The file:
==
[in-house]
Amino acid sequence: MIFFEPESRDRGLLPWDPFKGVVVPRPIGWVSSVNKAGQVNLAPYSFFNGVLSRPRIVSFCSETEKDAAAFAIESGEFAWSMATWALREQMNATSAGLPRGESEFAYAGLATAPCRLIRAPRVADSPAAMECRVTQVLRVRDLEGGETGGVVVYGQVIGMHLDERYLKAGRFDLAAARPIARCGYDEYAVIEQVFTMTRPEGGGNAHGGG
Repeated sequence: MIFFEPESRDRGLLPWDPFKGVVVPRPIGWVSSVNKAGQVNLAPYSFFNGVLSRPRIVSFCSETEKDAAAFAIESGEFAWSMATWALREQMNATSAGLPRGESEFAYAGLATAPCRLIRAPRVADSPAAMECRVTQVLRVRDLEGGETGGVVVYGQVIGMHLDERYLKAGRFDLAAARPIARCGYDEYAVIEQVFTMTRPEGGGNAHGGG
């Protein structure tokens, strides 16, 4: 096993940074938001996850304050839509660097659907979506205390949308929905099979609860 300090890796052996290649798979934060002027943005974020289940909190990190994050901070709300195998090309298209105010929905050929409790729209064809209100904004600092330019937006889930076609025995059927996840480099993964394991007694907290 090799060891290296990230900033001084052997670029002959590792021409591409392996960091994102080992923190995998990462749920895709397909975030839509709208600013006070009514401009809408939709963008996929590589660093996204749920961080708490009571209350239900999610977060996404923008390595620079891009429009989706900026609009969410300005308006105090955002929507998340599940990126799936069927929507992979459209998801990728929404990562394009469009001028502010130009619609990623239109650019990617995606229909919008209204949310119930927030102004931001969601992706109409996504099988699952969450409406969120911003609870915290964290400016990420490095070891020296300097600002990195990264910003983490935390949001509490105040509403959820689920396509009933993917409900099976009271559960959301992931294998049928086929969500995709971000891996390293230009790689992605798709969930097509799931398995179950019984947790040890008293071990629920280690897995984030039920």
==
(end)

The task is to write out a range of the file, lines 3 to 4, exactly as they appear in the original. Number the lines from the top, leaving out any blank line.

Repeated sequence: MIFFEPESRDRGLLPWDPFKGVVVPRPIGWVSSVNKAGQVNLAPYSFFNGVLSRPRIVSFCSETEKDAAAFAIESGEFAWSMATWALREQMNATSAGLPRGESEFAYAGLATAPCRLIRAPRVADSPAAMECRVTQVLRVRDLEGGETGGVVVYGQVIGMHLDERYLKAGRFDLAAARPIARCGYDEYAVIEQVFTMTRPEGGGNAHGGG
């Protein structure tokens, strides 16, 4: 096993940074938001996850304050839509660097659907979506205390949308929905099979609860 300090890796052996290649798979934060002027943005974020289940909190990190994050901070709300195998090309298209105010929905050929409790729209064809209100904004600092330019937006889930076609025995059927996840480099993964394991007694907290 090799060891290296990230900033001084052997670029002959590792021409591409392996960091994102080992923190995998990462749920895709397909975030839509709208600013006070009514401009809408939709963008996929590589660093996204749920961080708490009571209350239900999610977060996404923008390595620079891009429009989706900026609009969410300005308006105090955002929507998340599940990126799936069927929507992979459209998801990728929404990562394009469009001028502010130009619609990623239109650019990617995606229909919008209204949310119930927030102004931001969601992706109409996504099988699952969450409406969120911003609870915290964290400016990420490095070891020296300097600002990195990264910003983490935390949001509490105040509403959820689920396509009933993917409900099976009271559960959301992931294998049928086929969500995709971000891996390293230009790689992605798709969930097509799931398995179950019984947790040890008293071990629920280690897995984030039920």